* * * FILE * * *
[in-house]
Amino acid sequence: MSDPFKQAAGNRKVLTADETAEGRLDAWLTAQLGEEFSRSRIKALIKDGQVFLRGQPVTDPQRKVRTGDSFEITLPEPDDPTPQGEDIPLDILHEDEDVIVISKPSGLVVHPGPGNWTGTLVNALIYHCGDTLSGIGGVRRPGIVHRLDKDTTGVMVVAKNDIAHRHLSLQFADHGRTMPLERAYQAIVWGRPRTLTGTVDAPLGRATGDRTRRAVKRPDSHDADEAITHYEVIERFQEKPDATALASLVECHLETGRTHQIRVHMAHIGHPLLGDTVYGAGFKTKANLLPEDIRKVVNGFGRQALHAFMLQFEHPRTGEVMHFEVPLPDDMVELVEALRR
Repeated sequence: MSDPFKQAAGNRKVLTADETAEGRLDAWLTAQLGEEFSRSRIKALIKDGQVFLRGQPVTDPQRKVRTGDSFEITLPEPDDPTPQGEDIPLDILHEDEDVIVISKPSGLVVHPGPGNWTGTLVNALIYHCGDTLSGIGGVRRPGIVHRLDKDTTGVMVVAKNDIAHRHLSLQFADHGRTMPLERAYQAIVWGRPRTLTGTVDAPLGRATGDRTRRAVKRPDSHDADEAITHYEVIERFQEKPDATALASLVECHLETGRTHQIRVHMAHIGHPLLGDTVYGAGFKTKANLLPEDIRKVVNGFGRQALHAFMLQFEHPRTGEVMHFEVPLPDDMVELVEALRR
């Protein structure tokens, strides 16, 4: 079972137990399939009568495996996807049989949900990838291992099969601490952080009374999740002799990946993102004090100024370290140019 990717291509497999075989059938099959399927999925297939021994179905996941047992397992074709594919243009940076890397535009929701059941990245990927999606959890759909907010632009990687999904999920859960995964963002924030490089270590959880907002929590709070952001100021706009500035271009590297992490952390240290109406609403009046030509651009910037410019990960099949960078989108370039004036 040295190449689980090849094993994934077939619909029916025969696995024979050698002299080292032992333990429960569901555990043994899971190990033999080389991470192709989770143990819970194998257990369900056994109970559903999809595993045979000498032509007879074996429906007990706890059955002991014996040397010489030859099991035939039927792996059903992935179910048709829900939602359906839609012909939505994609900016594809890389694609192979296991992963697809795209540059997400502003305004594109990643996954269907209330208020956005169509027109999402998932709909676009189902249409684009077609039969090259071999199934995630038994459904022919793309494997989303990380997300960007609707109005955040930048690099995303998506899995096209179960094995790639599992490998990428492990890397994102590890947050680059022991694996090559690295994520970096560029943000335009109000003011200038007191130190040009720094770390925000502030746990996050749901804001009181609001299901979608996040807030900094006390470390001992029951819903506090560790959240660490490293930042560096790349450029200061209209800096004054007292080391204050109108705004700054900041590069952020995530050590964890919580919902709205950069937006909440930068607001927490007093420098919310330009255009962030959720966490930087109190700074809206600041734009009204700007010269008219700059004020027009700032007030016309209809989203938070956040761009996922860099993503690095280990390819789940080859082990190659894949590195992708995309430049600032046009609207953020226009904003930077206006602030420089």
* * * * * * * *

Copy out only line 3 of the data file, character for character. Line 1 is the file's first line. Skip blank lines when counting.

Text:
Repeated sequence: MSDPFKQAAGNRKVLTADETAEGRLDAWLTAQLGEEFSRSRIKALIKDGQVFLRGQPVTDPQRKVRTGDSFEITLPEPDDPTPQGEDIPLDILHEDEDVIVISKPSGLVVHPGPGNWTGTLVNALIYHCGDTLSGIGGVRRPGIVHRLDKDTTGVMVVAKNDIAHRHLSLQFADHGRTMPLERAYQAIVWGRPRTLTGTVDAPLGRATGDRTRRAVKRPDSHDADEAITHYEVIERFQEKPDATALASLVECHLETGRTHQIRVHMAHIGHPLLGDTVYGAGFKTKANLLPEDIRKVVNGFGRQALHAFMLQFEHPRTGEVMHFEVPLPDDMVELVEALRR